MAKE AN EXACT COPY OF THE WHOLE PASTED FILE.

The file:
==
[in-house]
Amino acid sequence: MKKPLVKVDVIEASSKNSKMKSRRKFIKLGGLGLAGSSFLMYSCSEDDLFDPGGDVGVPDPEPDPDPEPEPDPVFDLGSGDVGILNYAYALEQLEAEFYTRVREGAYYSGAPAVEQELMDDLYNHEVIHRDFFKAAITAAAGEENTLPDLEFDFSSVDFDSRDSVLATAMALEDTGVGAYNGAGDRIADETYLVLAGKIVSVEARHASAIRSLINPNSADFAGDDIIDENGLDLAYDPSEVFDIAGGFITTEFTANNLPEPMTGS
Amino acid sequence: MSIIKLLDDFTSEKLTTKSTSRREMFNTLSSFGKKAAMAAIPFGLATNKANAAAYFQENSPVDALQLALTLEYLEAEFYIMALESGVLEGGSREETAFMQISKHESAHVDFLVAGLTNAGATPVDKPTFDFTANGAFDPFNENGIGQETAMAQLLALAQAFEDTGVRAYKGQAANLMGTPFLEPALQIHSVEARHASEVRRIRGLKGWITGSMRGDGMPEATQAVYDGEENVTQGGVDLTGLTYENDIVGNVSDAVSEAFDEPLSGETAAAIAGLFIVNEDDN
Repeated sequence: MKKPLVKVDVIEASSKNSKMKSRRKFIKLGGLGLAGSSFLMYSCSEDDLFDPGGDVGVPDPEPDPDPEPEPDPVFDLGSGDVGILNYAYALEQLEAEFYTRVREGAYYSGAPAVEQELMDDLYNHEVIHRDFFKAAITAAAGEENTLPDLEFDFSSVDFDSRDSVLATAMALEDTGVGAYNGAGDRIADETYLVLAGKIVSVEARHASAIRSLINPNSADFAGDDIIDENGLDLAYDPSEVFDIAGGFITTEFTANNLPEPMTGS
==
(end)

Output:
[in-house]
Amino acid sequence: MKKPLVKVDVIEASSKNSKMKSRRKFIKLGGLGLAGSSFLMYSCSEDDLFDPGGDVGVPDPEPDPDPEPEPDPVFDLGSGDVGILNYAYALEQLEAEFYTRVREGAYYSGAPAVEQELMDDLYNHEVIHRDFFKAAITAAAGEENTLPDLEFDFSSVDFDSRDSVLATAMALEDTGVGAYNGAGDRIADETYLVLAGKIVSVEARHASAIRSLINPNSADFAGDDIIDENGLDLAYDPSEVFDIAGGFITTEFTANNLPEPMTGS
Amino acid sequence: MSIIKLLDDFTSEKLTTKSTSRREMFNTLSSFGKKAAMAAIPFGLATNKANAAAYFQENSPVDALQLALTLEYLEAEFYIMALESGVLEGGSREETAFMQISKHESAHVDFLVAGLTNAGATPVDKPTFDFTANGAFDPFNENGIGQETAMAQLLALAQAFEDTGVRAYKGQAANLMGTPFLEPALQIHSVEARHASEVRRIRGLKGWITGSMRGDGMPEATQAVYDGEENVTQGGVDLTGLTYENDIVGNVSDAVSEAFDEPLSGETAAAIAGLFIVNEDDN
Repeated sequence: MKKPLVKVDVIEASSKNSKMKSRRKFIKLGGLGLAGSSFLMYSCSEDDLFDPGGDVGVPDPEPDPDPEPEPDPVFDLGSGDVGILNYAYALEQLEAEFYTRVREGAYYSGAPAVEQELMDDLYNHEVIHRDFFKAAITAAAGEENTLPDLEFDFSSVDFDSRDSVLATAMALEDTGVGAYNGAGDRIADETYLVLAGKIVSVEARHASAIRSLINPNSADFAGDDIIDENGLDLAYDPSEVFDIAGGFITTEFTANNLPEPMTGS